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Characterizing the role of the hippocampus during episodic simulation and encoding

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Benoit,  Roland G.
Max Planck Research Group Adaptive Memory, MPI for Human Cognitive and Brain Sciences, Max Planck Society;

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Citation

Thakral, P. P., Benoit, R. G., & Schacter, D. L. (2017). Characterizing the role of the hippocampus during episodic simulation and encoding. Hippocampus, 27(12), 1275-1284. doi:10.1002/hipo.22796.


Cite as: http://hdl.handle.net/11858/00-001M-0000-002E-861F-C
Abstract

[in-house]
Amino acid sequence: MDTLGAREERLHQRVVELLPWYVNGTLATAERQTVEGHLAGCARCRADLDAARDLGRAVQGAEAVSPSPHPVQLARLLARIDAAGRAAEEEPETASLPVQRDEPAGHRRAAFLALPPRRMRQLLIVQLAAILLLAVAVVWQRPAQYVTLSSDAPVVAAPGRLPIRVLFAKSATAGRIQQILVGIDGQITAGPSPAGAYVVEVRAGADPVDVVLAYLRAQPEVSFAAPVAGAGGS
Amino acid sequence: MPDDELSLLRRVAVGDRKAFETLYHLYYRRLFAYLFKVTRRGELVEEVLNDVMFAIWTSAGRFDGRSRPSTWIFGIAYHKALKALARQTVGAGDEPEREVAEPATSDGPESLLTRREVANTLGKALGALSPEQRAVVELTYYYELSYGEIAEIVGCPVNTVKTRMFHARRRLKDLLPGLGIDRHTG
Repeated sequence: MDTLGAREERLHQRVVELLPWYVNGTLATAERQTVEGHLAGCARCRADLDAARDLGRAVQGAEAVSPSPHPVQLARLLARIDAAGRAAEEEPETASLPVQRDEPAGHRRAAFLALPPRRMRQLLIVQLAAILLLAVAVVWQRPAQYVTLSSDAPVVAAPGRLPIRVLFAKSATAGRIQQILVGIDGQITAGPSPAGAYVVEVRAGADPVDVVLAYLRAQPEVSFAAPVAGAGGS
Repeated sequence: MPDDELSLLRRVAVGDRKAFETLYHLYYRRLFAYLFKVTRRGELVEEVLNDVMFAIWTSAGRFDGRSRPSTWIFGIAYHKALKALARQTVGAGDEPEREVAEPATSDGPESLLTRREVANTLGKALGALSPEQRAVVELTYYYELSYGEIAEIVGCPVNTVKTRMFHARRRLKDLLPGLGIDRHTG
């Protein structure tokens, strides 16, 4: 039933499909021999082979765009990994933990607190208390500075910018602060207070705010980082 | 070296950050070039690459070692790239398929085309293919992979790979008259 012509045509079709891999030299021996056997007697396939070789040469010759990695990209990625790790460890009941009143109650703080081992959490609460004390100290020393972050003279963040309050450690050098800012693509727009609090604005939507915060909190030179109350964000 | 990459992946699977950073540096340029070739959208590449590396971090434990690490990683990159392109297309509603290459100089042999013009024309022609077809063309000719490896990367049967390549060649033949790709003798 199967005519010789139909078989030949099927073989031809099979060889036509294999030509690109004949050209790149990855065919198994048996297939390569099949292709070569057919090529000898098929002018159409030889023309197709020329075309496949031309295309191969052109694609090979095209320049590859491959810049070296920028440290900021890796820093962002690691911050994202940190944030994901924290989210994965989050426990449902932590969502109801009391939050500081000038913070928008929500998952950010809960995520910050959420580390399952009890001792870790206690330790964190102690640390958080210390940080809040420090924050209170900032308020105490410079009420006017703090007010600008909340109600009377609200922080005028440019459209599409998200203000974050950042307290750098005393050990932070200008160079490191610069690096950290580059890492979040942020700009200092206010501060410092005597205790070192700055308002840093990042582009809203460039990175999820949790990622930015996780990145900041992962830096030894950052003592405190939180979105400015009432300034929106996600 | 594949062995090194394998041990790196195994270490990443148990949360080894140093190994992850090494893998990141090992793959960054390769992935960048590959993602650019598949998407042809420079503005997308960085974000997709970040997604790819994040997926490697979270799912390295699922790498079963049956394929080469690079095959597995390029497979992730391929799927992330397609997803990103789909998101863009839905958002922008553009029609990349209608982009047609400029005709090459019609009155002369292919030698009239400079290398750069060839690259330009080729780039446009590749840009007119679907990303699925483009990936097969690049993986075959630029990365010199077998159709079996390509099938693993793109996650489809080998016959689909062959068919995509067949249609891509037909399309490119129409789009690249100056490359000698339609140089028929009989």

The hippocampus has been consistently associated with episodic simulation (i.e., the mental construction of a possible future episode). In a recent study, we identified an anterior-posterior temporal dissociation within the hippocampus during simulation. Specifically, transient simulation-related activity occurred in relatively posterior portions of the hippocampus and sustained activity occurred in anterior portions. In line with previous theoretical proposals of hippocampal function during simulation, the posterior hippocampal activity was interpreted as reflecting a transient retrieval process for the episodic details necessary to construct an episode. In contrast, the sustained anterior hippocampal activity was interpreted as reflecting the continual recruitment of encoding and/or relational processing associated with a simulation. In the present study, we provide a direct test of these interpretations by conducting a subsequent memory analysis of our previously published data to assess whether successful encoding during episodic simulation is associated with the anterior hippocampus. Analyses revealed a subsequent memory effect (i.e., later remembered > later forgotten simulations) in the anterior hippocampus. The subsequent memory effect was transient and not sustained. Taken together, the current findings provide further support for a component process model of hippocampal function during simulation. That is, unique regions of the hippocampus support dissociable processes during simulation, which include the transient retrieval of episodic information, the sustained binding of such information into a coherent episode, and the transient encoding of that episode for later retrieval.